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Upon looking at some radiation levels higher than Microwaves, I have come across "Terahertz radiation". According to the article, there are numerous ways to generate such radiation, and that brings questions to me.

My confusion lays in how it is different (if it is!) from a heating fan emitting infrared radiation (simple), or an LED emitting visible green light, or a flashlight emitting various spectral frequencies. Are those examples emitting Terahertz radiation? I would hypothesize that is, but can see no reference to light being called "Terahertz radiation" even though it is radiating.

Although I am unsure if the technologies listed in the article can go above infrared in to visible light, but assuming so, would it emit "light" (in the respective frequencies)? How would this be different than an ordinary visible light emitter? At that point is it no different from an "ideal" colour changing LED?

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As the Wikipedia article you linked to says,

Terahertz radiation refers to electromagnetic waves propagating at frequencies in the terahertz range. [...] The term typically applies to electromagnetic radiation with frequencies between high-frequency edge of the microwave band, 300 gigahertz (3×1011 Hz), and the long-wavelength edge of far-infrared light, 3000 GHz (3×1012 Hz or 3 THz).

So this radiation is simply a particular type of electromagnetic radiation, identified by the fact that it has a frequency within a particular range. Other than the frequency (and consequently the wavelength and photon energy), it's no different from any other electromagnetic radiation.

The EM radiation that makes up visible light has frequencies about a thousand times higher than this range. That's why visible light is not called terahertz radiation. And (most of) the infrared radiation emitted by objects at the temperatures typical on Earth has a frequency around 10 times higher than the terahertz range.

If some device that emits terahertz radiation could have the frequency of that radiation adjusted upward by a factor of a thousand or so, it would be emitting visible light. The spectrum (and color) of the light emitted would depend on the device.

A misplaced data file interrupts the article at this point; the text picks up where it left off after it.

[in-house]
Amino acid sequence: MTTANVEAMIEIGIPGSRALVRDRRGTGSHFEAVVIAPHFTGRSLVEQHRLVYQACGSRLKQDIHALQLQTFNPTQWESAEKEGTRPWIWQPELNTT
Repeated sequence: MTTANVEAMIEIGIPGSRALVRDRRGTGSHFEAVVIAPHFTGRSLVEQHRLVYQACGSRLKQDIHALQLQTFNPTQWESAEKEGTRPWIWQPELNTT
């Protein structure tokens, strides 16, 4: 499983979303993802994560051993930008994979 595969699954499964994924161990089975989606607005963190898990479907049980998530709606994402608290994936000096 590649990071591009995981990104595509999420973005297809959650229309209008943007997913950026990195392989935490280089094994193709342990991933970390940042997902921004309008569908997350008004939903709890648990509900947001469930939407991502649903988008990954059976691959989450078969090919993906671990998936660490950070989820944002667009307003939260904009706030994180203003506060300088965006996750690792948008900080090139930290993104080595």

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Ah I see, it just isn't classified past that. Visible light is in the THz range though (only ~100x the upper limit of that classification, >=400THz) and is arguable "terahertz radiation", just as some infrared is arguably micrometer/THz radiation. Would anything at the frequency of visible light be a photon, because of the energy? –  Xander Apr 28 '12 at 8:07
    
But in David's answer, the top end of the "THz range" is 3THz. Anything higher isn't considered THz radiation. The fact that you can express it in THz isn't relevant. The photon concept applies to all electrmagnetic waves regardless of the frequency. –  twistor59 Apr 28 '12 at 8:11
    
@twistor59, calling it THz radiation (and not infrared/submm) just leaves things out. On Wikipedia there looks like a better explanation to it: "However, typically, the term "terahertz" is used more often in marketing in relation to generation and detection with pulsed lasers, as in terahertz time domain spectroscopy, while the term "submillimeter" is used for generation and detection with microwave technology[...]". Sub-mm is probably a better name for 0.1-1mm, because <0.1mm is too far below to consider "sub-mm", more like upper nm radiation, yet still in the THz range. –  Xander Apr 28 '12 at 8:14
    
Yes, this nomenclature is certainly a bit arbitrary! –  twistor59 Apr 28 '12 at 8:21
    
Glad someone could agree on me that it is at fault and not my understanding. I accept this answer, and find it useful to my sanity. :) –  Xander Apr 28 '12 at 8:29
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